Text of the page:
Christianity and Middle Platonism
The birth of Christian philosophy for apologetic purposes was affected by Middle Platonism and represented by important thinkers as Justin and Clement of Alexandria.
The influence of Platonism in the development of Christian thought and the formulation of its doctrine is a central issue of earlier and contemporary scholarship. As to the first centuries of Patristic thought and mainly to the Apologists (second to early fourth century) we need to focus on their relationship with Middle Platonism that –even though it was not a coherent stream of thinking– was the form of Platonism that Christianity came first in contact with.
The Platonic work and the main views of Middle Platonism helped Christian thinkers to shape –synthetically or antithetically– their own conceptual language, beyond the simple language of the New Testament, present apologetically their doctrine to Pagans and set up a kind of a Christian philosophy. Among these views are (a) the theory of the creation of the world, as set out in, which was then the most popular Platonic dialogue, emphasizing the goodness of the Father creator; (b) the theory of ideas and the distinction between perceptible and intelligible; (c) the predicates of uncreated, inexpressible, unchangeable and unspeakable God; and (d) the notion that human reason and intellect face difficulties in accessing to the transcendent reality.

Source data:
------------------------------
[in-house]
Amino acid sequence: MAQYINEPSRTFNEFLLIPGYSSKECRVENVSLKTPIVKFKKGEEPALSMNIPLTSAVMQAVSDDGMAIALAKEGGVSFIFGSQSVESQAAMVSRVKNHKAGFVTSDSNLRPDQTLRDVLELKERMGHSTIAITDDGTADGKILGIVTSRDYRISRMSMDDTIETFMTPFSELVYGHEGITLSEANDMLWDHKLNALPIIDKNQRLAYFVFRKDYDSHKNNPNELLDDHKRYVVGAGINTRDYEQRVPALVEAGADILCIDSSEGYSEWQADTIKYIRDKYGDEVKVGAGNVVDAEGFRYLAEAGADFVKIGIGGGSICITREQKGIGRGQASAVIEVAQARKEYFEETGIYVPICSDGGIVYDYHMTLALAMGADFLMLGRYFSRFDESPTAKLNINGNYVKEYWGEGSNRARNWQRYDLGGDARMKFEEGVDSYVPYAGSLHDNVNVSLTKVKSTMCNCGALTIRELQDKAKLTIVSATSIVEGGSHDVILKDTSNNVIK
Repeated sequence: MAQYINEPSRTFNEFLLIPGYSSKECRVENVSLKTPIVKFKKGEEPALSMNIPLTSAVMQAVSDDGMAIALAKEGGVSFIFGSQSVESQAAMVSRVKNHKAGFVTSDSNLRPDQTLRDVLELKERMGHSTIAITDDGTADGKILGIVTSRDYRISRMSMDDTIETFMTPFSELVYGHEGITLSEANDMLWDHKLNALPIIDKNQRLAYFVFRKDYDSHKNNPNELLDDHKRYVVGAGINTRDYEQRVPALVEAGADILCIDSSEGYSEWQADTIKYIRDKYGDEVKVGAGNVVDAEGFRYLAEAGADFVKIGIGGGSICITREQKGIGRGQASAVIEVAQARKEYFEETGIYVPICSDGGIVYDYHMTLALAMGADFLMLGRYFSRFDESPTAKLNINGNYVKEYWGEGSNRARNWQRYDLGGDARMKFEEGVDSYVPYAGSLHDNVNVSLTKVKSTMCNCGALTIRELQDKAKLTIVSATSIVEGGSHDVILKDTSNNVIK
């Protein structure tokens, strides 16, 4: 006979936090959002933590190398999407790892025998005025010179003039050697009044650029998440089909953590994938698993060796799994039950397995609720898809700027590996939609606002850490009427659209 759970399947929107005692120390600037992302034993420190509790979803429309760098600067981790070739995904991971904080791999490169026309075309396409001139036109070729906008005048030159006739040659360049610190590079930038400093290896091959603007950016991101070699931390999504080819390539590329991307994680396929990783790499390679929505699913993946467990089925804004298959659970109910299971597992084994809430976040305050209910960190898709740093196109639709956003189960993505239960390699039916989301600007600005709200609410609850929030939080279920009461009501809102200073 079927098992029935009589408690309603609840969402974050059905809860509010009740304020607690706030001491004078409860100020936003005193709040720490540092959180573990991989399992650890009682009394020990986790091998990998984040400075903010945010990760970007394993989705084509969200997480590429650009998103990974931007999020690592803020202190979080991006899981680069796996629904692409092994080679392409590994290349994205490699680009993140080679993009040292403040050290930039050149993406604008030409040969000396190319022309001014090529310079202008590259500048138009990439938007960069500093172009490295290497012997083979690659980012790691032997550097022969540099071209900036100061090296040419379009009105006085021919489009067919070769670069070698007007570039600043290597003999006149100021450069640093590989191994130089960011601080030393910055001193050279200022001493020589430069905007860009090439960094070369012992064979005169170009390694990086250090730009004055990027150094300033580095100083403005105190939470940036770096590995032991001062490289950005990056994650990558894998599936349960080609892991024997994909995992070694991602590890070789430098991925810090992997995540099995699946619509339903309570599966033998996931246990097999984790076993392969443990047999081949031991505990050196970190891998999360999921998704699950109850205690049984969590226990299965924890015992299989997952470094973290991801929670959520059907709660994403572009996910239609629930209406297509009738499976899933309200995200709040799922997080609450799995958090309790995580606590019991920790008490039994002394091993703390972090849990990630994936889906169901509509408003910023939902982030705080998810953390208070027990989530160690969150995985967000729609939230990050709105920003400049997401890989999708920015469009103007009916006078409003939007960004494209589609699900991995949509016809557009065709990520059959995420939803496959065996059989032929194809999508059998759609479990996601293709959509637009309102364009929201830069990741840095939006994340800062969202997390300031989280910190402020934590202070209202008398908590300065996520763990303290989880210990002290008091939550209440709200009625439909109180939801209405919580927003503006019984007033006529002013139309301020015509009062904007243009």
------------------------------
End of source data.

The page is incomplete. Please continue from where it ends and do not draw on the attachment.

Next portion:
Some of the Christian thinkers that entered into conversation or disputed with Platonism and ancient philosophy in general are Justin, Tatian, Athenagoras, Aristides, Hermes, Clement of Alexandria and the unknown author of the Exhortation to the Greeks.